Over the course of many rendezvous, Sugar and William establish an easy rapport, both in the bed and out of it, and before long William finds that the relationship has given him the impetus he needs to take control of the perfumery business he had so long despised. When he begins making his fortune, he “buys” Sugar and installs her in a secret pad, supplying her with a weekly wage and all the material possessions she could ever hope for.
But all is not well at home. His wife is going mad and his young daughter’s governess is planning on leaving the household. Likewise, Sugar is desperately lonely and begins to wonder if her sexual powers over William are beginning to wane…
She’s tired of waiting for William. Days go by without a visit; then, when he does call on her, he has a mind full of concerns from his secret life — secret from her, that is. All his friends and family know him better than she, and they haven’t any use for the knowledge; it’s so unfair!
To say much more would mean revealing crucial plot spoilers, which I am loathe to do, but essentially both characters hatch plots — with drastic and unpredictable consequences — to ensure that they can continue to stay together as a kind of surreptitious “husband and wife”.
Intertwined with this major narrative thread is a series of other minor storylines involving secondary characters which serve to make the book an especially rich, multi-layered read.
There’s William’s brother, Henry, a pious would-be preacher and his will-they-or-won’t-they friendship with an older woman, Emmaline Fox. Mrs Fox, a widow, works for the Rescue Society, an organisation that helps give former prostitutes proper jobs, and thereby knows Sugar and the circles she once operated in.
Mrs Fox’s father is also a minor character. He’s an arrogant and somewhat creepy doctor who tends to William’s wife and pushes for her to be taken into a sanatorium, because how else do you treat a woman who is clearly suffering from a yet-to-be-diagnosed case of post-natal depression?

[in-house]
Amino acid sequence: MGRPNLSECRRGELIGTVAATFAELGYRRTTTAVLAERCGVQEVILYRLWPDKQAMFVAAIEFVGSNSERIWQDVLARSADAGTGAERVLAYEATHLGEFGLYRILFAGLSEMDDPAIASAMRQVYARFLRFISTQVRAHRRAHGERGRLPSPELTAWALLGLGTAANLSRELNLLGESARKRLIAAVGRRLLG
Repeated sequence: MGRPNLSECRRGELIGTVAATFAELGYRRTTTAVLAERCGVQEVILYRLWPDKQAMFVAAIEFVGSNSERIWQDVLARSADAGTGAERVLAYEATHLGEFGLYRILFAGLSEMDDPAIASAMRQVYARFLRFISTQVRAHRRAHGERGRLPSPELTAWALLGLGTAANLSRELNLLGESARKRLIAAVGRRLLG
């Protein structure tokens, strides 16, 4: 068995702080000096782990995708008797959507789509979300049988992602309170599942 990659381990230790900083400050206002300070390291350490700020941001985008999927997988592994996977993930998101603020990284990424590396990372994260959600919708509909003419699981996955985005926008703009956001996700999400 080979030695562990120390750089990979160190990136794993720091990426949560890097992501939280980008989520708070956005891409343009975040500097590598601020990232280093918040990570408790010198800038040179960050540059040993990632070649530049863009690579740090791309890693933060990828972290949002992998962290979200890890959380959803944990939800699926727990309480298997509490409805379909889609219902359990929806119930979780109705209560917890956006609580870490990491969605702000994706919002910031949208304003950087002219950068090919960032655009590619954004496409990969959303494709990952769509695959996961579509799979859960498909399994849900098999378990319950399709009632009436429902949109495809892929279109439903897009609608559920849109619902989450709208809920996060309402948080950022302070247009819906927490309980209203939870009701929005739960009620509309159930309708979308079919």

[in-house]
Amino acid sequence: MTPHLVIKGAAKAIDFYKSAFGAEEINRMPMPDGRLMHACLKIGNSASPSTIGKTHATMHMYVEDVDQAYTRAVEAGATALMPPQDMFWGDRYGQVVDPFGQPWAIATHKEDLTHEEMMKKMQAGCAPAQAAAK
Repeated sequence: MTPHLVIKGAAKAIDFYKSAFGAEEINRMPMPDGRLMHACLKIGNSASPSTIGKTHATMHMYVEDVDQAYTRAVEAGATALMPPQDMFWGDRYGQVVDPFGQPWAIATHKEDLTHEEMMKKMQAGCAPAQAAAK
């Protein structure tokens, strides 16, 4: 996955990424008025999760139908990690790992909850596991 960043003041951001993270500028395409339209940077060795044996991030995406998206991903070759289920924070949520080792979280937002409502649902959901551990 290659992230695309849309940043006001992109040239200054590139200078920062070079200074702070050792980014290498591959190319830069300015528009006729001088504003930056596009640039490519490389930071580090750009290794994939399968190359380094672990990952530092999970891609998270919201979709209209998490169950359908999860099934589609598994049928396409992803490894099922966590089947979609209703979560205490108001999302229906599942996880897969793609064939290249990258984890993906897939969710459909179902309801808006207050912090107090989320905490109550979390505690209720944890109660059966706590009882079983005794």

William’s two bachelor friends, Bodley and Ashwell (or Bashley and Oddwell, as William is want to call them in moments of extreme drunkenness), serve as foils to his conscience, often encouraging him to do outrageous things, and together they add a dollop of devilish humour to the story.
But despite the completely absorbing tale that I found The Crimson Petal and the White to be, it’s not without its (tiny) faults. There’s a rather annoying omnipresent narrator who can sometimes grate, although the following sentence did make me laugh out loud:
So there you have it: the thoughts (somewhat pruned of repetition) of
William Rackham as he sits on his bench in St James’s Park. If you are bored beyond endurance, I can offer only my promise that there will be fucking in the very near future, not to mention madness, abduction, and violent death.
The good thing is that this narrator does ease himself out of the story quite early on, and only makes his appearance known again at the very end, so it’s tolerable if you don’t really like that sort of thing. In any case, you shouldn’t let it put you off reading this wonderful, boisterous and hugely entertaining novel. It sounds ludicrous to say it, but at 833 pages it almost seemed too short and the near-perfect ending came almost too soon for my liking.